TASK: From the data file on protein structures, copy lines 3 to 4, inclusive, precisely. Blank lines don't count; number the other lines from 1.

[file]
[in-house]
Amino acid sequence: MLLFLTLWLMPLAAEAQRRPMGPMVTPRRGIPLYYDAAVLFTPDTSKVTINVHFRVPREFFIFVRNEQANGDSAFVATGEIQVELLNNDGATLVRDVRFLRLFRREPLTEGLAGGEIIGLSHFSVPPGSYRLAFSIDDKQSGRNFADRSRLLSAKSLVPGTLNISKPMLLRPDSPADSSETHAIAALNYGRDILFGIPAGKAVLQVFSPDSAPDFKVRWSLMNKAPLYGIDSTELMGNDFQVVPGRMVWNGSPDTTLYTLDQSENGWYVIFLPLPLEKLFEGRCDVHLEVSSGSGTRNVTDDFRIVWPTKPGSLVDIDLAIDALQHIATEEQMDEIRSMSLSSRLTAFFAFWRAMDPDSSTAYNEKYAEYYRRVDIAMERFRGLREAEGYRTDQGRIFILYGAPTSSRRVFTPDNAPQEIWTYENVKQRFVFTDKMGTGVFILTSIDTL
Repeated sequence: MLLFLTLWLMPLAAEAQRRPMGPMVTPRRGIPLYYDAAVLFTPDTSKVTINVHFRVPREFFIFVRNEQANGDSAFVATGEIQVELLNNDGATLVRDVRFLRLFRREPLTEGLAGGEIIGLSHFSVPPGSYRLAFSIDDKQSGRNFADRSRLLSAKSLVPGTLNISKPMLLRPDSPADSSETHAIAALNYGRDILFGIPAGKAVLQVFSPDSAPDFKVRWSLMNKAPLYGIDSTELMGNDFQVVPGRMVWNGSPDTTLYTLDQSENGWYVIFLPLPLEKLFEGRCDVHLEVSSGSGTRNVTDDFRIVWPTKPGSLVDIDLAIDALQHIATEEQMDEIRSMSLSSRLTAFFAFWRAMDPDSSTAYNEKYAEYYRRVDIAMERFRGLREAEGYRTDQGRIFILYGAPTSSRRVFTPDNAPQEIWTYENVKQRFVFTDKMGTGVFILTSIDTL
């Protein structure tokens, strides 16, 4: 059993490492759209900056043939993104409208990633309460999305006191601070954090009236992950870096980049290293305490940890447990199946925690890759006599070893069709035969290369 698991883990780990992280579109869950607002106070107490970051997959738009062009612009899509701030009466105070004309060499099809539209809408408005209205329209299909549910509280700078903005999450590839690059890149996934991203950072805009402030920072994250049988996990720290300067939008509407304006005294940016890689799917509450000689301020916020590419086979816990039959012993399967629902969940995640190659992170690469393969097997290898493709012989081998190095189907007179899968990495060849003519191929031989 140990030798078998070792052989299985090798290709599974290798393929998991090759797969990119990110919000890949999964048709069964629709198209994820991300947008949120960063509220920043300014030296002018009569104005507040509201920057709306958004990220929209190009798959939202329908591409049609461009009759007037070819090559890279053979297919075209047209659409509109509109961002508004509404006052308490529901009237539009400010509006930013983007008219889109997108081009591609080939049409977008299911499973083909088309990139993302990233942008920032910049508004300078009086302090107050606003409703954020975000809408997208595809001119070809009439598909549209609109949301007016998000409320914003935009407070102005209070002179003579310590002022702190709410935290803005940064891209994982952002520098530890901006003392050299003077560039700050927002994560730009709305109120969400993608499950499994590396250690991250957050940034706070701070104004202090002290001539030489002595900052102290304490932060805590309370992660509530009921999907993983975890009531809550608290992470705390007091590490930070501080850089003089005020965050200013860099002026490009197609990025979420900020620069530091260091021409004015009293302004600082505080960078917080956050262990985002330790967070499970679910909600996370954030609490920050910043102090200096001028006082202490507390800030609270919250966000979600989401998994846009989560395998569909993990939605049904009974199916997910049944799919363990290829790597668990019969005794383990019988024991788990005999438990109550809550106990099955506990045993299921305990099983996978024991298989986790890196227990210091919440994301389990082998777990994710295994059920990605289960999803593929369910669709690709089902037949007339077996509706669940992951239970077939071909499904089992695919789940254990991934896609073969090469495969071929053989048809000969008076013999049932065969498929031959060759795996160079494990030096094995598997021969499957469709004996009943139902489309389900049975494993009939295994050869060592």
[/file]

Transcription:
Repeated sequence: MLLFLTLWLMPLAAEAQRRPMGPMVTPRRGIPLYYDAAVLFTPDTSKVTINVHFRVPREFFIFVRNEQANGDSAFVATGEIQVELLNNDGATLVRDVRFLRLFRREPLTEGLAGGEIIGLSHFSVPPGSYRLAFSIDDKQSGRNFADRSRLLSAKSLVPGTLNISKPMLLRPDSPADSSETHAIAALNYGRDILFGIPAGKAVLQVFSPDSAPDFKVRWSLMNKAPLYGIDSTELMGNDFQVVPGRMVWNGSPDTTLYTLDQSENGWYVIFLPLPLEKLFEGRCDVHLEVSSGSGTRNVTDDFRIVWPTKPGSLVDIDLAIDALQHIATEEQMDEIRSMSLSSRLTAFFAFWRAMDPDSSTAYNEKYAEYYRRVDIAMERFRGLREAEGYRTDQGRIFILYGAPTSSRRVFTPDNAPQEIWTYENVKQRFVFTDKMGTGVFILTSIDTL
């Protein structure tokens, strides 16, 4: 059993490492759209900056043939993104409208990633309460999305006191601070954090009236992950870096980049290293305490940890447990199946925690890759006599070893069709035969290369 698991883990780990992280579109869950607002106070107490970051997959738009062009612009899509701030009466105070004309060499099809539209809408408005209205329209299909549910509280700078903005999450590839690059890149996934991203950072805009402030920072994250049988996990720290300067939008509407304006005294940016890689799917509450000689301020916020590419086979816990039959012993399967629902969940995640190659992170690469393969097997290898493709012989081998190095189907007179899968990495060849003519191929031989 140990030798078998070792052989299985090798290709599974290798393929998991090759797969990119990110919000890949999964048709069964629709198209994820991300947008949120960063509220920043300014030296002018009569104005507040509201920057709306958004990220929209190009798959939202329908591409049609461009009759007037070819090559890279053979297919075209047209659409509109509109961002508004509404006052308490529901009237539009400010509006930013983007008219889109997108081009591609080939049409977008299911499973083909088309990139993302990233942008920032910049508004300078009086302090107050606003409703954020975000809408997208595809001119070809009439598909549209609109949301007016998000409320914003935009407070102005209070002179003579310590002022702190709410935290803005940064891209994982952002520098530890901006003392050299003077560039700050927002994560730009709305109120969400993608499950499994590396250690991250957050940034706070701070104004202090002290001539030489002595900052102290304490932060805590309370992660509530009921999907993983975890009531809550608290992470705390007091590490930070501080850089003089005020965050200013860099002026490009197609990025979420900020620069530091260091021409004015009293302004600082505080960078917080956050262990985002330790967070499970679910909600996370954030609490920050910043102090200096001028006082202490507390800030609270919250966000979600989401998994846009989560395998569909993990939605049904009974199916997910049944799919363990290829790597668990019969005794383990019988024991788990005999438990109550809550106990099955506990045993299921305990099983996978024991298989986790890196227990210091919440994301389990082998777990994710295994059920990605289960999803593929369910669709690709089902037949007339077996509706669940992951239970077939071909499904089992695919789940254990991934896609073969090469495969071929053989048809000969008076013999049932065969498929031959060759795996160079494990030096094995598997021969499957469709004996009943139902489309389900049975494993009939295994050869060592």